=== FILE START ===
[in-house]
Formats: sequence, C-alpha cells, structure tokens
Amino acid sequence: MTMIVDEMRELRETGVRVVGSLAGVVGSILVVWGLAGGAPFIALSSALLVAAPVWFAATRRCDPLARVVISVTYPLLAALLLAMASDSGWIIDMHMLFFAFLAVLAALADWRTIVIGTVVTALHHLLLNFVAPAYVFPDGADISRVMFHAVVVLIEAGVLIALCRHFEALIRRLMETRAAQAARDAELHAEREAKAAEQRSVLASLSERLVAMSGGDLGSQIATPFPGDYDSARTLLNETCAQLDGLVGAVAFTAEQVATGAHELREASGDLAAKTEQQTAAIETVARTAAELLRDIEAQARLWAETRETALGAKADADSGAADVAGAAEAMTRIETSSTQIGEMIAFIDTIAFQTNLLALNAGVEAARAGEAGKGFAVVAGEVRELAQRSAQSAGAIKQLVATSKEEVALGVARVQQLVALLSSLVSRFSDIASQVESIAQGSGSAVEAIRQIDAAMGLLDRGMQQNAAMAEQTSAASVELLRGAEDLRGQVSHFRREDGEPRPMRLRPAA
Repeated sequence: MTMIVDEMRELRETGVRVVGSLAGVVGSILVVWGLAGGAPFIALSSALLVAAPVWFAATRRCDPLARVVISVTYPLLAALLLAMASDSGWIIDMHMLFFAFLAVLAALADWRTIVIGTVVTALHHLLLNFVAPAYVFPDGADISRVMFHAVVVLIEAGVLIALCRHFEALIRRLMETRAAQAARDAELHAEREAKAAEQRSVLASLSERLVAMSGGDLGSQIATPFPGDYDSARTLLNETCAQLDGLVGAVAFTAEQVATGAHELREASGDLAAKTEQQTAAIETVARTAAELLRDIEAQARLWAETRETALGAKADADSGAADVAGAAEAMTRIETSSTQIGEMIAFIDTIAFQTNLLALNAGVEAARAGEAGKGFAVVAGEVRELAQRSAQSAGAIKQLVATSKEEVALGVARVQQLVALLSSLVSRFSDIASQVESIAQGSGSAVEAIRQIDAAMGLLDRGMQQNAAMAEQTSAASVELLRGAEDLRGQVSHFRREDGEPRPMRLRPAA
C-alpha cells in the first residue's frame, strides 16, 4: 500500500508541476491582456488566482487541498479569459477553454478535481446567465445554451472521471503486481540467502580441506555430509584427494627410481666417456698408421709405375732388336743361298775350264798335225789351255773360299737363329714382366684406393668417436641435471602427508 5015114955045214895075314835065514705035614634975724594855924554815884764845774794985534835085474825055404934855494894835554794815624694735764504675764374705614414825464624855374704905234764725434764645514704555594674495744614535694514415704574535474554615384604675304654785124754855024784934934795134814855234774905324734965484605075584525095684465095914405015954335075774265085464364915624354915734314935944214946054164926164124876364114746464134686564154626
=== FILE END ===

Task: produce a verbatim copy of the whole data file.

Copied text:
[in-house]
Formats: sequence, C-alpha cells, structure tokens
Amino acid sequence: MTMIVDEMRELRETGVRVVGSLAGVVGSILVVWGLAGGAPFIALSSALLVAAPVWFAATRRCDPLARVVISVTYPLLAALLLAMASDSGWIIDMHMLFFAFLAVLAALADWRTIVIGTVVTALHHLLLNFVAPAYVFPDGADISRVMFHAVVVLIEAGVLIALCRHFEALIRRLMETRAAQAARDAELHAEREAKAAEQRSVLASLSERLVAMSGGDLGSQIATPFPGDYDSARTLLNETCAQLDGLVGAVAFTAEQVATGAHELREASGDLAAKTEQQTAAIETVARTAAELLRDIEAQARLWAETRETALGAKADADSGAADVAGAAEAMTRIETSSTQIGEMIAFIDTIAFQTNLLALNAGVEAARAGEAGKGFAVVAGEVRELAQRSAQSAGAIKQLVATSKEEVALGVARVQQLVALLSSLVSRFSDIASQVESIAQGSGSAVEAIRQIDAAMGLLDRGMQQNAAMAEQTSAASVELLRGAEDLRGQVSHFRREDGEPRPMRLRPAA
Repeated sequence: MTMIVDEMRELRETGVRVVGSLAGVVGSILVVWGLAGGAPFIALSSALLVAAPVWFAATRRCDPLARVVISVTYPLLAALLLAMASDSGWIIDMHMLFFAFLAVLAALADWRTIVIGTVVTALHHLLLNFVAPAYVFPDGADISRVMFHAVVVLIEAGVLIALCRHFEALIRRLMETRAAQAARDAELHAEREAKAAEQRSVLASLSERLVAMSGGDLGSQIATPFPGDYDSARTLLNETCAQLDGLVGAVAFTAEQVATGAHELREASGDLAAKTEQQTAAIETVARTAAELLRDIEAQARLWAETRETALGAKADADSGAADVAGAAEAMTRIETSSTQIGEMIAFIDTIAFQTNLLALNAGVEAARAGEAGKGFAVVAGEVRELAQRSAQSAGAIKQLVATSKEEVALGVARVQQLVALLSSLVSRFSDIASQVESIAQGSGSAVEAIRQIDAAMGLLDRGMQQNAAMAEQTSAASVELLRGAEDLRGQVSHFRREDGEPRPMRLRPAA
C-alpha cells in the first residue's frame, strides 16, 4: 500500500508541476491582456488566482487541498479569459477553454478535481446567465445554451472521471503486481540467502580441506555430509584427494627410481666417456698408421709405375732388336743361298775350264798335225789351255773360299737363329714382366684406393668417436641435471602427508 5015114955045214895075314835065514705035614634975724594855924554815884764845774794985534835085474825055404934855494894835554794815624694735764504675764374705614414825464624855374704905234764725434764645514704555594674495744614535694514415704574535474554615384604675304654785124754855024784934934795134814855234774905324734965484605075584525095684465095914405015954335075774265085464364915624354915734314935944214946054164926164124876364114746464134686564154626